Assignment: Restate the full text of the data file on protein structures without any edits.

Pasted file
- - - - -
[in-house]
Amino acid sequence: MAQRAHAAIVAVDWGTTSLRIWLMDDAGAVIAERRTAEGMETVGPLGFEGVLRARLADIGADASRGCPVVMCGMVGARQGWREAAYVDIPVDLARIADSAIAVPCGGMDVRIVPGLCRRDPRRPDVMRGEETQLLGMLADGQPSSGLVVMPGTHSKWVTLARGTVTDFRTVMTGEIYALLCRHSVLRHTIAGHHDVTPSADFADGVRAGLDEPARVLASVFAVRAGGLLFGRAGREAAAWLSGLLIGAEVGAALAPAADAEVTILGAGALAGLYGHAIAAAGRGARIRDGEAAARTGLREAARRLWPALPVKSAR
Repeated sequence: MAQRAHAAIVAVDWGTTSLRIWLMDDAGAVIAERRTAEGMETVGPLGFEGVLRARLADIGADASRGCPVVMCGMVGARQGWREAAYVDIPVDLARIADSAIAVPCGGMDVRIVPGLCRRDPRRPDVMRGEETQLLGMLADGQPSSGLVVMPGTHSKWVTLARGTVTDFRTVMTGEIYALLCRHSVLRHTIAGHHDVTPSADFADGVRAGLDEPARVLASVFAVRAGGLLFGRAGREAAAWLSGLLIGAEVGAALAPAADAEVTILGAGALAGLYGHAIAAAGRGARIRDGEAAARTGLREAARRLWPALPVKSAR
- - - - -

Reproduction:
[in-house]
Amino acid sequence: MAQRAHAAIVAVDWGTTSLRIWLMDDAGAVIAERRTAEGMETVGPLGFEGVLRARLADIGADASRGCPVVMCGMVGARQGWREAAYVDIPVDLARIADSAIAVPCGGMDVRIVPGLCRRDPRRPDVMRGEETQLLGMLADGQPSSGLVVMPGTHSKWVTLARGTVTDFRTVMTGEIYALLCRHSVLRHTIAGHHDVTPSADFADGVRAGLDEPARVLASVFAVRAGGLLFGRAGREAAAWLSGLLIGAEVGAALAPAADAEVTILGAGALAGLYGHAIAAAGRGARIRDGEAAARTGLREAARRLWPALPVKSAR
Repeated sequence: MAQRAHAAIVAVDWGTTSLRIWLMDDAGAVIAERRTAEGMETVGPLGFEGVLRARLADIGADASRGCPVVMCGMVGARQGWREAAYVDIPVDLARIADSAIAVPCGGMDVRIVPGLCRRDPRRPDVMRGEETQLLGMLADGQPSSGLVVMPGTHSKWVTLARGTVTDFRTVMTGEIYALLCRHSVLRHTIAGHHDVTPSADFADGVRAGLDEPARVLASVFAVRAGGLLFGRAGREAAAWLSGLLIGAEVGAALAPAADAEVTILGAGALAGLYGHAIAAAGRGARIRDGEAAARTGLREAARRLWPALPVKSAR